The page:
INTRODUCING HIMSELF at the start of last night's Republican presidential debate in Nevada, Herman Cain said he was a "42-year businessman, which means I solve problems for a living." One problem he'd better solve soon is how to defend his trademark "9-9-9" tax-reform plan from the criticism heaped on it by every other candidate in the GOP race.
Cain's proposal -- which would replace the current federal tax code with three new taxes of 9 percent each on personal income, business profits, and sales -- has drawn fire from the right practically from the day it was unveiled. In a critique on Monday, the editors of National Review labeled it "Bold, Brash, and Wrong," and said its weaknesses "render it unworthy of conservative support." Cain should have been ready with a compelling defense of "9-9-9" when he walked onto that Las Vegas stage yesterday. He wasn't.
To Representative Michelle Bachmann's warning that Congress is perfectly capable of hiking a tax rate that starts at 9 percent to 90 percent, Cain replied: "Read our analysis." To former Senator Rick Santorum's objection that "9-9-9" would penalize taxpayers with children, Can responded: "That simply is not true." To Texas Governor Rick Perry's suggestion that Cain try to sell a 9 percent sales tax in sales-tax-free states like New Hampshire, Cain shot back, unconvincingly: "You are mixing apples and oranges."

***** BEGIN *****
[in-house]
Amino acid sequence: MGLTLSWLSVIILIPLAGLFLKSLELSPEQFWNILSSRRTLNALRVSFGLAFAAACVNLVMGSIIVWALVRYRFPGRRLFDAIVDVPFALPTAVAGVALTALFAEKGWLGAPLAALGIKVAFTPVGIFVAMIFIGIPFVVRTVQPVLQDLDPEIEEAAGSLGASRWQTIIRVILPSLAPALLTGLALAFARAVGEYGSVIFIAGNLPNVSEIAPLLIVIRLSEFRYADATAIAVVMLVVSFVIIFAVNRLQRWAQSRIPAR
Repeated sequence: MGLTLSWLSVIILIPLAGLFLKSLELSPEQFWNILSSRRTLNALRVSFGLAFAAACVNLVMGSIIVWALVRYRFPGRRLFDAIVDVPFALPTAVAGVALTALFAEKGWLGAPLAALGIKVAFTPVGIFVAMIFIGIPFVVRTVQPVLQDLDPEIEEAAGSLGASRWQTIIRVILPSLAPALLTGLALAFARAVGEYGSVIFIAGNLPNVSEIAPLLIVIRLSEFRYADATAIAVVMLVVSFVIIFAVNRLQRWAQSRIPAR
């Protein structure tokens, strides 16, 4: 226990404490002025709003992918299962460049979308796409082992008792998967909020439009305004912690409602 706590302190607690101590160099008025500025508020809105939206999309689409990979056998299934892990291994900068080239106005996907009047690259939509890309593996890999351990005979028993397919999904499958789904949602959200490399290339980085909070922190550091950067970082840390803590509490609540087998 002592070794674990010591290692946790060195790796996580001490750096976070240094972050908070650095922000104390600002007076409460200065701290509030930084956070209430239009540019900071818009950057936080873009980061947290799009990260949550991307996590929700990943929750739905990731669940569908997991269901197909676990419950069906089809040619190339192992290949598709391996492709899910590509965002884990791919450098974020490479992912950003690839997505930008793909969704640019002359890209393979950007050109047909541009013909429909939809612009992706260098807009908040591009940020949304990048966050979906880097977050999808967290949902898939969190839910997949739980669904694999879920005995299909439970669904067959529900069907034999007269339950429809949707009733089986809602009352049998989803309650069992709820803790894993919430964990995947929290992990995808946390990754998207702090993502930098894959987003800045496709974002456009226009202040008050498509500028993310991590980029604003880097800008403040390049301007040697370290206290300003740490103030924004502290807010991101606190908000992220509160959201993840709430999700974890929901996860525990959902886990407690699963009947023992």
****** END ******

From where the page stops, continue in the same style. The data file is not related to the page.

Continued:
That the debate's very first question generated such a spirited discussion of Cain's plan -- a discussion that lasted nearly 15 minutes, and delved into some serious tax-code wonkery -- suggests how seriously his candidacy is being taken, and how much he has grown politically in recent weeks. That he was not ready with clear and focused rebuttals when the other candidates attacked his signature proposal indicates how much more growing he still needs to do. A winning personality has propelled Cain into the limelight, but it will take more than that to keep him there.
(Jeff Jacoby is a columnist for The Boston Globe).
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